Monday, May 4, 2009


Adrian Higgins, for The Washington Post, wrote a great article about tulips and the craze that gripped Holland in the 17th century - a topic near and dear to my heart since Michael Pollan dedicated a quarter of The Botany of Desire to it. Higgins, however, initially approaches the mania not so much from a co-evolutionary standpoint, but rather in regards to the "lust for illusory wealth" and the parallels to our current economic crisis. I love what she wrote here:

Those who had borrowed to invest in shares found themselves ruined. Here's another interesting parallel between tulipmania and our current economic mess: The most coveted bulbs had bicolored petals whose patterns danced like flames or feathers. Scientists later discovered that this was due to a virus transmitted by aphids. Talk about toxic assets.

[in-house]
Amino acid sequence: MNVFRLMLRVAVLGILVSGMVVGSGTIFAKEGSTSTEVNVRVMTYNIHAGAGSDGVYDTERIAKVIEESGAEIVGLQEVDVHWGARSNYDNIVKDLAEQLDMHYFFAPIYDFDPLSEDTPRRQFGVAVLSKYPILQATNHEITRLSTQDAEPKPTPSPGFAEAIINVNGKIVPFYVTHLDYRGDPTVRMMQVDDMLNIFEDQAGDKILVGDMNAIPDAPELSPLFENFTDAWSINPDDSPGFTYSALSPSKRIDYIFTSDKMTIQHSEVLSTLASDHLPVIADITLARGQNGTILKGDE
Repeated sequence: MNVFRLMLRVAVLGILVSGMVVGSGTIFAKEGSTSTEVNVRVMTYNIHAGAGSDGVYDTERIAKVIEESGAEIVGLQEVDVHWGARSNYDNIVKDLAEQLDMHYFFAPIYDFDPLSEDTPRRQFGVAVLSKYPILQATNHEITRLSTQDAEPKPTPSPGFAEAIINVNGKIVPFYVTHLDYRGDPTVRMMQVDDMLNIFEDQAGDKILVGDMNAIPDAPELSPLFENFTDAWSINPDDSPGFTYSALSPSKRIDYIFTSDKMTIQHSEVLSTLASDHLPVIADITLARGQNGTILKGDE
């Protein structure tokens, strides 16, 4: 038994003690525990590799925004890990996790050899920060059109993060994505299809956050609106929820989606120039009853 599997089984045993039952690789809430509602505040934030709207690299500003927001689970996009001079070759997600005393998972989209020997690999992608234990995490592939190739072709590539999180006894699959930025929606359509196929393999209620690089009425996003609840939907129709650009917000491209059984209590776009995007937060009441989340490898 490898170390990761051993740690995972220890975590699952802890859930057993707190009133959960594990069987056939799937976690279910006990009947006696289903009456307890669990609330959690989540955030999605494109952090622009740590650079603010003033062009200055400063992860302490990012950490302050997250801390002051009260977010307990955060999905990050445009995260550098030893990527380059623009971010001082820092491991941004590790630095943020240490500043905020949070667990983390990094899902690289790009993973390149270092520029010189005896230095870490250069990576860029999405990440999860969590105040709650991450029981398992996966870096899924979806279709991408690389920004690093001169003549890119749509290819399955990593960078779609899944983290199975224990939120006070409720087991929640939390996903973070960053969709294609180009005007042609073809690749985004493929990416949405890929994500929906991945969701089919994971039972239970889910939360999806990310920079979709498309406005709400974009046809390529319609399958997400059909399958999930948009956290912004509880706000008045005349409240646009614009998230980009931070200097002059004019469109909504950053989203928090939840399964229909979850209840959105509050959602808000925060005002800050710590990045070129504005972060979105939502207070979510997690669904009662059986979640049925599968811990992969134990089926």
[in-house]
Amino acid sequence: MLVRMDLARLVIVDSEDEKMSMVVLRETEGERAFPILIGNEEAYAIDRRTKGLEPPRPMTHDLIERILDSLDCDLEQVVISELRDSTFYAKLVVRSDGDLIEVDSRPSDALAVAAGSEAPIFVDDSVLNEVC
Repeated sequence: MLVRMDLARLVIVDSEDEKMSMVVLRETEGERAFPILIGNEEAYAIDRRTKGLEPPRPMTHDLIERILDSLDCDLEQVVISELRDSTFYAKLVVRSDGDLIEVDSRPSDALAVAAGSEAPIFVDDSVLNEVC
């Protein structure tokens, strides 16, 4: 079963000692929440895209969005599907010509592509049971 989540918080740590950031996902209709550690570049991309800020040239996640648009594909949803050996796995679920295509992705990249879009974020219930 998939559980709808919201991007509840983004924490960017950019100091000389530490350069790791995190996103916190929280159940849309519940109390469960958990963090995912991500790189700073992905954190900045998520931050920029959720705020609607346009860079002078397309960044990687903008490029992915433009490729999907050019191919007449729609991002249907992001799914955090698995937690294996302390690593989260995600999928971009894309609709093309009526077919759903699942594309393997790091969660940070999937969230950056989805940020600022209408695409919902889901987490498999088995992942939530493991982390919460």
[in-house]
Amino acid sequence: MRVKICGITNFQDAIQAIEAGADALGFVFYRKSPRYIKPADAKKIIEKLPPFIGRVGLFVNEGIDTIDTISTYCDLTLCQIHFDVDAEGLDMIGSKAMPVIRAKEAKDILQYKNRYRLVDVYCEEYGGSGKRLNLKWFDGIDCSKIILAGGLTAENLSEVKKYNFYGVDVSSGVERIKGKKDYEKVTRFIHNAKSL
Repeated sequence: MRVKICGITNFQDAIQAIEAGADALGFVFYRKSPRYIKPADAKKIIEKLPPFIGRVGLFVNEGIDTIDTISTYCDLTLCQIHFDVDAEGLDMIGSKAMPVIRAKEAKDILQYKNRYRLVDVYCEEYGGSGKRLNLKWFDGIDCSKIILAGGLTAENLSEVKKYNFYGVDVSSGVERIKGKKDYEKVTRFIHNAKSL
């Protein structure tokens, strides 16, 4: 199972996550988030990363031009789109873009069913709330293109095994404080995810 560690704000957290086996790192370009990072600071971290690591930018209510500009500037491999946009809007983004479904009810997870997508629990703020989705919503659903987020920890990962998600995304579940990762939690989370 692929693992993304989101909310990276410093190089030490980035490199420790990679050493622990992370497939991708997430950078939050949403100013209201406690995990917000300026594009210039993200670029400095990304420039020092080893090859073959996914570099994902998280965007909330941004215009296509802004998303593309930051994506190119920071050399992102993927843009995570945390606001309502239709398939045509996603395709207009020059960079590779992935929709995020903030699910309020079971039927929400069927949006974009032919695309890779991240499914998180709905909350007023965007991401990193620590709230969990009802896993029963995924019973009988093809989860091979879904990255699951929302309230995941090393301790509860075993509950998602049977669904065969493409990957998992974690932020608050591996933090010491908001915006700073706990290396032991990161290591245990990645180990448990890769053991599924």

She also reports on her favorite varieties found in the bulb fields of Brent and Becky Heath, down in Gloucester, VA. Some of her faves include: Brown Sugar, World Peace, Gavota, Banja Luca, Silverstream, Juan, Cynthia, and Lady Jane.

If you are interested in learning a little more about Tulipmania, here are a few other resources:

Bulb Bubble Trouble by Daniel Gross for Slate

When the Tulip Bubble Burst, a BusinessWeek review of Mike Dash's Tulipomania


Filatore said...

This reminds me a totally inappropriate adolescent joke from Jr High school. Should I shae it here or elsewhere?

Deborah said...

Go for it!

Filatore said...

What's better than daisies on my piano?

Tulips on my organ!

(say it slowly...tulips=two lips!)

It was hilarious in 8th grade!

becky said...

Funny joke :)

But Debbie, intersting post. thanks!

Anonymous said...

I think Michael Pollan should change the spelling of his last name to "Pollen" LM